Recently the University of Colorado noted that political affiliation and orientation would be a protected category in the university’s nondiscrimination policy. What prompted this action were reports from conservative faculty members that their viewpoints have been stifled.
While the proposal was approved, it is remarkable that this policy had to be introduced in the first place. What it suggests is that the faculty political outlook is homogeneous allowing little room for different points of view.
Yet, to state the obvious, the essence of education is the exploration of different opinions. Some faculty members contend that anti-bias policies is a waste of time. After all, the exclusionary position of most faculty members will not change because of university reform.
In fact, if diversity of views is the goal that is more likely to come outside the academy than inside the faculty. Faculty members who share this left wing orthodoxy, in my experience, are accustomed to the present academic environment. Their self righteousness is mutually reinforcing. They are the virtuous ones and their position must not be challenged.
Whenever this argument of political bias arises university presidents invariably say “higher education is facing much bigger issues than this.” But is that true? If the free and open exchange of opinion is not possible, if propagandizing for an ideology is permitted, the purpose of education will inevitably be compromised.
This fall the University of Colorado hired its first “visiting scholar in conservative thought and policy.” The appointment was created in part to change public perception of the institution. However, while the appointment may offer legitimacy for conservative views, it is odd that an ideology of one kind is being used to counter the ideology of another.
As I see it, the issue is openness, i.e., consideration of a variety of opinions within the same classroom. The university is not designed to promote an ideology of the left or the right. Any exercise in politicizing the academy contradicts its essential mission.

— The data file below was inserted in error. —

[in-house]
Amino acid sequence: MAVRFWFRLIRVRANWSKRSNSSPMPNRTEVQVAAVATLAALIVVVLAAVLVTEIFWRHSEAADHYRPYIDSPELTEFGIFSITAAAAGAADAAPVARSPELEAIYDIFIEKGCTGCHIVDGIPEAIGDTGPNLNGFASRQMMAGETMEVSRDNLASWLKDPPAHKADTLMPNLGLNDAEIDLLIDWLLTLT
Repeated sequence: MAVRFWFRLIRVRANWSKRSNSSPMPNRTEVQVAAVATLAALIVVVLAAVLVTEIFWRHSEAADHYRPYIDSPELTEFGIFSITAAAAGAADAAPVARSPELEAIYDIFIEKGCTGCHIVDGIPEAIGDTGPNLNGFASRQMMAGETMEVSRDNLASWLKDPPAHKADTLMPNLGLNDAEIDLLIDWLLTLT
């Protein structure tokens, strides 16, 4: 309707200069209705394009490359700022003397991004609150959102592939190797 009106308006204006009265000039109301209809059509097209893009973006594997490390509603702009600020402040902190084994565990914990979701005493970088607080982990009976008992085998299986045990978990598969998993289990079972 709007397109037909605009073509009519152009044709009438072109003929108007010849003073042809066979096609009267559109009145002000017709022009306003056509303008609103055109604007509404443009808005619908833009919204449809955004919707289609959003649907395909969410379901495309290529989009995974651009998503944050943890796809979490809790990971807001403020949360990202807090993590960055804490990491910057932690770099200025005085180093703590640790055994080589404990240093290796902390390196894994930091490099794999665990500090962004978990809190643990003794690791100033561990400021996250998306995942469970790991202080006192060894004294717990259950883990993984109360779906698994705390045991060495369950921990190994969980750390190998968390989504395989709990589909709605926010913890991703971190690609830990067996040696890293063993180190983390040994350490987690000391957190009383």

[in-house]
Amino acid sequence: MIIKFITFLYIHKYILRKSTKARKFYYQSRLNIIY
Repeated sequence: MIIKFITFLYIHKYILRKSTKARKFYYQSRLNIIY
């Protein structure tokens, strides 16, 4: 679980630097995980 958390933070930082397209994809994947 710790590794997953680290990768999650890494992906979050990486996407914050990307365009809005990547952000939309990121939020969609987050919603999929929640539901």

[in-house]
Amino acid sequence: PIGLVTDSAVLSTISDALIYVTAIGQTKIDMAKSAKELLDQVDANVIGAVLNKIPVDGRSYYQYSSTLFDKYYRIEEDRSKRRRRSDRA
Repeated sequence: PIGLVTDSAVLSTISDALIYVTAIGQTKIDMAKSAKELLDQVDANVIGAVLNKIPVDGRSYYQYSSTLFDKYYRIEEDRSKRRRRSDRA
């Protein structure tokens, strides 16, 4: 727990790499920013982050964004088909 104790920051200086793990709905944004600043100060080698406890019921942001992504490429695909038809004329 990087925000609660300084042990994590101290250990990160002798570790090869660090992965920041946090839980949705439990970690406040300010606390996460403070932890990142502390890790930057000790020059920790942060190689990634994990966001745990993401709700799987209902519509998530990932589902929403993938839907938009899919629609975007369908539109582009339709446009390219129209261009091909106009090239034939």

After having experienced an ideological takeover since the 1960s, it is understandable that a minority of conservative faculty members would seek some protection from the herd of leftist ideologues. But history has a strange way of hoisting protagonists by their own petard. The ideologue of the right might one day be charged with intimidation and chastisement that one sees so evident on campuses across the nation today.
It is an unlikely scenario, but one serious scholars in the academy should not overlook. If there is one standard worth defending, it is a belief in academic freedom, i.e., the ability of professors to express freely their opinion in areas where there is demonstrated expertise.
This is not unlimited freedom, nor is it freedom of speech. But it is a freedom anchored in openness that allows for the expression of any political view. Should the university adhere to this standard, it is not necessary to amend the university’s policy. Nor is it appropriate to hire a conservative professor to balance the political scales. If administrators want to engender an atmosphere of fairness and openness, it makes far more sense to remind faculty members of the meaning behind academic freedom.
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